The Panacryl suture, which first came on the market in 1999, was a braided, synthetic suture intended to be left internally at the surgical site and absorbed by the body after maintaining its supportive strength for about 6 months.
Unfortunately, in many cases the Panacryl sutures did not dissolve away, but fragmented and floated through body tissue, creating numerous dangerous and painful infection sites. Patients with severe illnesses requiring surgery, especially lower abdominal surgery, went on to have recurrent infections and untold misery when the Panacryl sutures turned into nasty foreign bodies.
The Panacryl suture was recalled in 2006. The lawsuits of the victims and their families are now going through the courts, with new cases still surfacing.
The Duragesic patch, introduced in 1990, releases the opiate drug fentanyl into the skin through a gel. Fentanyl has been described as being 100 times more powerful than morphine as a painkiller, and researchers say it can cause addiction or death for some users.
There have been numerous reports of the gel leaking from the patches. In 2004 about 2.2 million of the patches were recalled by the company because of concerns about leakage, and critics have called the patches unsafe and dangerous.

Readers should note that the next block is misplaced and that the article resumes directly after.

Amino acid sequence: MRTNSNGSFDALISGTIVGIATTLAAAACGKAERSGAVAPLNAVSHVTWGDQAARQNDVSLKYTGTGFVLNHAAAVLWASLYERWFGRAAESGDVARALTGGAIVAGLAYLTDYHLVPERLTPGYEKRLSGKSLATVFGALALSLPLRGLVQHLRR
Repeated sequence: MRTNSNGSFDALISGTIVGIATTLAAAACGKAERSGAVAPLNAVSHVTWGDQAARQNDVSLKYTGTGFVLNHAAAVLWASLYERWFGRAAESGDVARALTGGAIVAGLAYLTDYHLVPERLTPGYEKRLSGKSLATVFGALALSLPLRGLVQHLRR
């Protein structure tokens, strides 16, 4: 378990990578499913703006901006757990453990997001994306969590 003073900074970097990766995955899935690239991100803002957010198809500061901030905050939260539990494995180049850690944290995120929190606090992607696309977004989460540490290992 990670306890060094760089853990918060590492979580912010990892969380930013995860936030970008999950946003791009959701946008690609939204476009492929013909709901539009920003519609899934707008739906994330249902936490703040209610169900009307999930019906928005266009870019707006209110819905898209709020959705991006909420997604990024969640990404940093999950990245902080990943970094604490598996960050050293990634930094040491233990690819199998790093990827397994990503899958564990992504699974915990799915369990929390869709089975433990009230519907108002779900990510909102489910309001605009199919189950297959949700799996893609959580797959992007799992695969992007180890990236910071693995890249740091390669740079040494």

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There are currently approximately 30 cases involving claims of injuries and death caused by use of the fentanyl patches before the U.S. courts.
In the West Palm Beach case, the family of 28-year-old Adam Hendelson sued J&J subsidiaries after Adam's unexpected death in December, 2003. The claim was that he had overdosed because of leakage from a Duragesic patch.
Both the Panacryl suture and the Duragesic patch have been sold through J&J subsidiaries. The Duragesic patch is the product of two subsidiaries, Janssen Pharmaceutica Products, LP, and ALZA Corp. The Panacryl suture was manufactured and marketed through J&J's Ethicon Inc.
For more on Adam Hendelson's story, see Part 2 of this article.